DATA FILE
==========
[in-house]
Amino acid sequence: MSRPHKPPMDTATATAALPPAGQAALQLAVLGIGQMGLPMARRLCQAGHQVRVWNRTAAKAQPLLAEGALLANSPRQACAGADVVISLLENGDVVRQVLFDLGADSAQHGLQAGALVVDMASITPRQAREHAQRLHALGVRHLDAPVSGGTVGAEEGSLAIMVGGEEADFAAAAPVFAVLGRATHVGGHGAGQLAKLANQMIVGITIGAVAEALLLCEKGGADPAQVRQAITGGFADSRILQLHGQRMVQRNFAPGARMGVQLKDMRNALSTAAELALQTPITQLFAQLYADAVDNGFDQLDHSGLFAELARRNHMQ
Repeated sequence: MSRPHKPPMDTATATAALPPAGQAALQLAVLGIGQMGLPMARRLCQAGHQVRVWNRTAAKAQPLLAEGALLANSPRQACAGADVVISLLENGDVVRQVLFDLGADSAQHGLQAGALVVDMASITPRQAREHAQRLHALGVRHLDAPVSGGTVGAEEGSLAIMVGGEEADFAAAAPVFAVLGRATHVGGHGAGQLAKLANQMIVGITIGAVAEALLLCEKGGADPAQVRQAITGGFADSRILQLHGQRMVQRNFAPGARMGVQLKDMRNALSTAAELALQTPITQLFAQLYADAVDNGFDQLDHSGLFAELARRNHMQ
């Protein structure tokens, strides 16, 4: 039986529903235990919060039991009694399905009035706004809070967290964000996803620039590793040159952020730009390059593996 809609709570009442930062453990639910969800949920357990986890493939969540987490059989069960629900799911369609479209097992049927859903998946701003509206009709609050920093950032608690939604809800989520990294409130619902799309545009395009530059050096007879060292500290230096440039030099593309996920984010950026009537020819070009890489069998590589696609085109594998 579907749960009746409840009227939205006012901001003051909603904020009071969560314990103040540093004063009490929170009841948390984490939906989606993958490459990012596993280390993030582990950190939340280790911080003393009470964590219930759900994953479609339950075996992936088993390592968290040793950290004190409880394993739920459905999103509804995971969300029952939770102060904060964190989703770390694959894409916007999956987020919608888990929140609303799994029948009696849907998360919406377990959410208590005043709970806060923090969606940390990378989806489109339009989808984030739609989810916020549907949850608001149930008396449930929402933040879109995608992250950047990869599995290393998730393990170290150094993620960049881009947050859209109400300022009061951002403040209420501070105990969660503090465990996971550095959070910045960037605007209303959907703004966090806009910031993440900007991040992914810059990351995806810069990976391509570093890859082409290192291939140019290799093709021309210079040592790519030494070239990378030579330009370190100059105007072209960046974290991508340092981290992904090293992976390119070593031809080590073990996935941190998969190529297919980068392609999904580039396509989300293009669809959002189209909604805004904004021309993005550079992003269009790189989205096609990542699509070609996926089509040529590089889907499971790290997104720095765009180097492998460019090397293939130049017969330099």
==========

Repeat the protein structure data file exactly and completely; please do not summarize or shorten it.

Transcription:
[in-house]
Amino acid sequence: MSRPHKPPMDTATATAALPPAGQAALQLAVLGIGQMGLPMARRLCQAGHQVRVWNRTAAKAQPLLAEGALLANSPRQACAGADVVISLLENGDVVRQVLFDLGADSAQHGLQAGALVVDMASITPRQAREHAQRLHALGVRHLDAPVSGGTVGAEEGSLAIMVGGEEADFAAAAPVFAVLGRATHVGGHGAGQLAKLANQMIVGITIGAVAEALLLCEKGGADPAQVRQAITGGFADSRILQLHGQRMVQRNFAPGARMGVQLKDMRNALSTAAELALQTPITQLFAQLYADAVDNGFDQLDHSGLFAELARRNHMQ
Repeated sequence: MSRPHKPPMDTATATAALPPAGQAALQLAVLGIGQMGLPMARRLCQAGHQVRVWNRTAAKAQPLLAEGALLANSPRQACAGADVVISLLENGDVVRQVLFDLGADSAQHGLQAGALVVDMASITPRQAREHAQRLHALGVRHLDAPVSGGTVGAEEGSLAIMVGGEEADFAAAAPVFAVLGRATHVGGHGAGQLAKLANQMIVGITIGAVAEALLLCEKGGADPAQVRQAITGGFADSRILQLHGQRMVQRNFAPGARMGVQLKDMRNALSTAAELALQTPITQLFAQLYADAVDNGFDQLDHSGLFAELARRNHMQ
């Protein structure tokens, strides 16, 4: 039986529903235990919060039991009694399905009035706004809070967290964000996803620039590793040159952020730009390059593996 809609709570009442930062453990639910969800949920357990986890493939969540987490059989069960629900799911369609479209097992049927859903998946701003509206009709609050920093950032608690939604809800989520990294409130619902799309545009395009530059050096007879060292500290230096440039030099593309996920984010950026009537020819070009890489069998590589696609085109594998 579907749960009746409840009227939205006012901001003051909603904020009071969560314990103040540093004063009490929170009841948390984490939906989606993958490459990012596993280390993030582990950190939340280790911080003393009470964590219930759900994953479609339950075996992936088993390592968290040793950290004190409880394993739920459905999103509804995971969300029952939770102060904060964190989703770390694959894409916007999956987020919608888990929140609303799994029948009696849907998360919406377990959410208590005043709970806060923090969606940390990378989806489109339009989808984030739609989810916020549907949850608001149930008396449930929402933040879109995608992250950047990869599995290393998730393990170290150094993620960049881009947050859209109400300022009061951002403040209420501070105990969660503090465990996971550095959070910045960037605007209303959907703004966090806009910031993440900007991040992914810059990351995806810069990976391509570093890859082409290192291939140019290799093709021309210079040592790519030494070239990378030579330009370190100059105007072209960046974290991508340092981290992904090293992976390119070593031809080590073990996935941190998969190529297919980068392609999904580039396509989300293009669809959002189209909604805004904004021309993005550079992003269009790189989205096609990542699509070609996926089509040529590089889907499971790290997104720095765009180097492998460019090397293939130049017969330099």